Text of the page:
Wine Time

Want to Join a Wine Club? Here's What You Need to Know

You’ll learn about wines and make friends.

By Bob McGinn September 12, 2019

A wine club is a great way to learn more about wines and make new friends.

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I’ve worked in the wine world for decades, so I’ve been a member of numerous wine social clubs and actually formed a few.

Why join a club? Wine is a social beverage, and enjoying it with others enhances the experience.

The premise behind these gatherings—whether they’re in a home or in a store—is to arrange a wine tasting for people with various levels of wine experience and aid everyone in becoming more knowledgeable. Wine clubs can be loosely structured, where a speaker describes a certain wine and the group discusses it, or they can be more structured, where rating sheets are issued and members analyze and critique various aspects of the wine. You might find yourself in a debate in the latter type of club, but both groups encourage harmony, and attendees get to know each other quickly. Many become friends.

Many wine tasting groups start with retail store tastings. Like-minded individuals meet at a store, then start meeting in someone’s home or restaurant to taste and discuss wine. Local wine shops such as Michael's Wine CellarTotal Wine and ABC still offer these tastings and they are well attended. Now there are sites like Meetup or Local Wine Events to allow organized tastings even more accessibility. Meetup listings in Sarasota include Social Lovers Wine Group, Bacchus Meetup Group, and Gulf Gate Village Socialites. 

Wine pairing dinners are also a great way to learn about wine and socialize as well. For singles who want to meet others, a call to the restaurant maître d’ could place you with other singles or a small vetted group. Local restaurants offering wine dinners include Mattisons, Siesta Key Wine Bar and Café Venice, among others.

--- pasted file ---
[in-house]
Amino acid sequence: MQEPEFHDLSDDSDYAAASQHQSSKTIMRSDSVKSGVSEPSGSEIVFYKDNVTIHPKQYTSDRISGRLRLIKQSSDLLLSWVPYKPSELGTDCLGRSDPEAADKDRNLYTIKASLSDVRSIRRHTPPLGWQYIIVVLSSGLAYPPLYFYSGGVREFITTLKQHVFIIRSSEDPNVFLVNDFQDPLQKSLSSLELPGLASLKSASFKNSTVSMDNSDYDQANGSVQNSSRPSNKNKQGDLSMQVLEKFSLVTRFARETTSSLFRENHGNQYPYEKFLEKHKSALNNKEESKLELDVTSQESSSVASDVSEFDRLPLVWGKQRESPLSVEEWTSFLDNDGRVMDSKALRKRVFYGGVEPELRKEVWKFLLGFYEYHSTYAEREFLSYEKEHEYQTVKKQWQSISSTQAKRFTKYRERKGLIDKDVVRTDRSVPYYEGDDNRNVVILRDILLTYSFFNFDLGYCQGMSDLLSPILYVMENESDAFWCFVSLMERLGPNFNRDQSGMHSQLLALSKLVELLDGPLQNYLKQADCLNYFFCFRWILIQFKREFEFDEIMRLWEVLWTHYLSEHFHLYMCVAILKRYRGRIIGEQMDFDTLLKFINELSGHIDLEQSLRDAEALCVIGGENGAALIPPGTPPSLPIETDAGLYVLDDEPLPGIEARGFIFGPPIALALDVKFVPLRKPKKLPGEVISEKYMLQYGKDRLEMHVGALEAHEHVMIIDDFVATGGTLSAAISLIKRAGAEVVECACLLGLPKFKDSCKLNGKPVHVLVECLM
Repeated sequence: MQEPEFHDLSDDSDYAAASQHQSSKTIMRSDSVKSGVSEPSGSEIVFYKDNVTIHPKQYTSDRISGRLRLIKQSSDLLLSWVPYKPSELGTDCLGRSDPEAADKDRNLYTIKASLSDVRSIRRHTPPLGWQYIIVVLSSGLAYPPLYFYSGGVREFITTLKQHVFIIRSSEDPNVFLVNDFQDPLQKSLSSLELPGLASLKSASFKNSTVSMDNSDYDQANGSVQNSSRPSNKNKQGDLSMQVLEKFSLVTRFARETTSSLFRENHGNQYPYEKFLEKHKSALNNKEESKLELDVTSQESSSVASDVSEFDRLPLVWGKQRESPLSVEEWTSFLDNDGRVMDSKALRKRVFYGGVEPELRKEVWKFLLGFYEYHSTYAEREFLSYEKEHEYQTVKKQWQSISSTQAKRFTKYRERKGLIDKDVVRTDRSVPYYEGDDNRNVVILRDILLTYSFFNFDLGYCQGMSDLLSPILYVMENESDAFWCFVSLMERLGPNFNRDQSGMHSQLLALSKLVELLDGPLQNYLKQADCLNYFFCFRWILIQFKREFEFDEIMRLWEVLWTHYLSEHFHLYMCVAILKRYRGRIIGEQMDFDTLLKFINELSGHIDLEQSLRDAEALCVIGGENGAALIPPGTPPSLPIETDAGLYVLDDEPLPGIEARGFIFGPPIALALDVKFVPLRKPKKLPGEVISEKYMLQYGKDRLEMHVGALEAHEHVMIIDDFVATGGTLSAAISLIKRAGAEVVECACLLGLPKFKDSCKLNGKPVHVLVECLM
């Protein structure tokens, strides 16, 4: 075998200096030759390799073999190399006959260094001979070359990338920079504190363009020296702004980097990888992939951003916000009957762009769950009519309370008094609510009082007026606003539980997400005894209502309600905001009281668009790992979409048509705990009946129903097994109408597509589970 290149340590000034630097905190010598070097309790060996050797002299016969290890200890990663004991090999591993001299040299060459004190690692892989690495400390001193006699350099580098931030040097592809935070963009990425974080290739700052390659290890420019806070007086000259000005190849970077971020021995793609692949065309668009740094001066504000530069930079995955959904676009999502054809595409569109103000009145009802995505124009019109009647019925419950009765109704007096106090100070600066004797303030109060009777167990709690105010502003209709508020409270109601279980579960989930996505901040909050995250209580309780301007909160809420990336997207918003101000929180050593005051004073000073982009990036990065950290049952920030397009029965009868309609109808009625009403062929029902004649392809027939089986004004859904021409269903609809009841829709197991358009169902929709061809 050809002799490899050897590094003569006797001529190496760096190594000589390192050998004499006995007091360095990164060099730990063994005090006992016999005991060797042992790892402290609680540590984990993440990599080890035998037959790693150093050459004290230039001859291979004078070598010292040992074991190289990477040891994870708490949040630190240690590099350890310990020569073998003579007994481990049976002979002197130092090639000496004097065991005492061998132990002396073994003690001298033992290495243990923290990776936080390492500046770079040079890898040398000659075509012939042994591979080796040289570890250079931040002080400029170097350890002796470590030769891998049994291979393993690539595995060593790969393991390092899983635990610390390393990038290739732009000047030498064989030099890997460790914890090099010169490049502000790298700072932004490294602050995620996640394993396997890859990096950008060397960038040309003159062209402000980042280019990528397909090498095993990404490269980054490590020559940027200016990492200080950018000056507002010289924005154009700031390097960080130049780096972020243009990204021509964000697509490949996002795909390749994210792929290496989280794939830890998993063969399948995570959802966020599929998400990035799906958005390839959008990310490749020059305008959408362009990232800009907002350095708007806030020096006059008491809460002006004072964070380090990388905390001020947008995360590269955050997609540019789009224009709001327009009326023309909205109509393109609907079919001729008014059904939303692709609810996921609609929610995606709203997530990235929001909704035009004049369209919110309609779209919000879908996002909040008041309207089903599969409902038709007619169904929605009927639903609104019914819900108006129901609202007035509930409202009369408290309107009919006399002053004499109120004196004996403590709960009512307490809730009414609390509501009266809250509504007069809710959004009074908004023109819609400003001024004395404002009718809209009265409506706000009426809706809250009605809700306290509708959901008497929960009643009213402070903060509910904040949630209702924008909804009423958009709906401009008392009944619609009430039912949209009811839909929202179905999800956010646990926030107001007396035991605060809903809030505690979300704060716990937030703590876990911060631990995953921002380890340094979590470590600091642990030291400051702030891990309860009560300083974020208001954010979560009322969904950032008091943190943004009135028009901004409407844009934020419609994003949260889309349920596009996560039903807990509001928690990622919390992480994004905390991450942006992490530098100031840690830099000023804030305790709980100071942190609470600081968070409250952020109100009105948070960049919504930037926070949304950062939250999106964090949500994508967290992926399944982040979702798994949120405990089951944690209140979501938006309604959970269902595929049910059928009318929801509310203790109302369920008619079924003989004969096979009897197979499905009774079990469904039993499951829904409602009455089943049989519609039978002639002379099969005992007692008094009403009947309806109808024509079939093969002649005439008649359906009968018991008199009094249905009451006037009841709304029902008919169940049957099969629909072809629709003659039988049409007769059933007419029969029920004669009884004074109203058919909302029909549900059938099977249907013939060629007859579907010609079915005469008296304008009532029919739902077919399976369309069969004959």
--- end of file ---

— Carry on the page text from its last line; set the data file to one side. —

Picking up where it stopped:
Want to start your own? Here’s how: 

Find like-minded people. Start with friends and friends of friends. Ten to 15 is a good start. 

Attend retail wine tastings and restaurant wine dinners. Create and  pass out flyers to others describing your plans. 

Have a theme clearly identified, such as “Pinot Noir tasting at my house. Everyone brings their favorite bottle. Minimum bottle cost $15. RSVP.” 

Designate a leader to instruct and manage the tasting.

Pass out evaluation sheets if desired. One wine can be discussed or several wines can be poured and compared. Tasters are looking for varietal integrity (does it taste like Pinot Noir), mouth feel, color, overall taste and finish.

Have clear rules on consumption to prevent inebriation and possible DUI. This is essential for you and your group. Since host liability must be considered, you can also consider a community clubhouse or a hotel. Meeting rooms there can be inexpensive and guests can even order food. Liability is reduced and setup and cleanup are the hotel’s responsibility.

Good luck! 

Bob is a wine professional and has organized numerous wine clubs. His blog is Gulf Coast Wine Journal.

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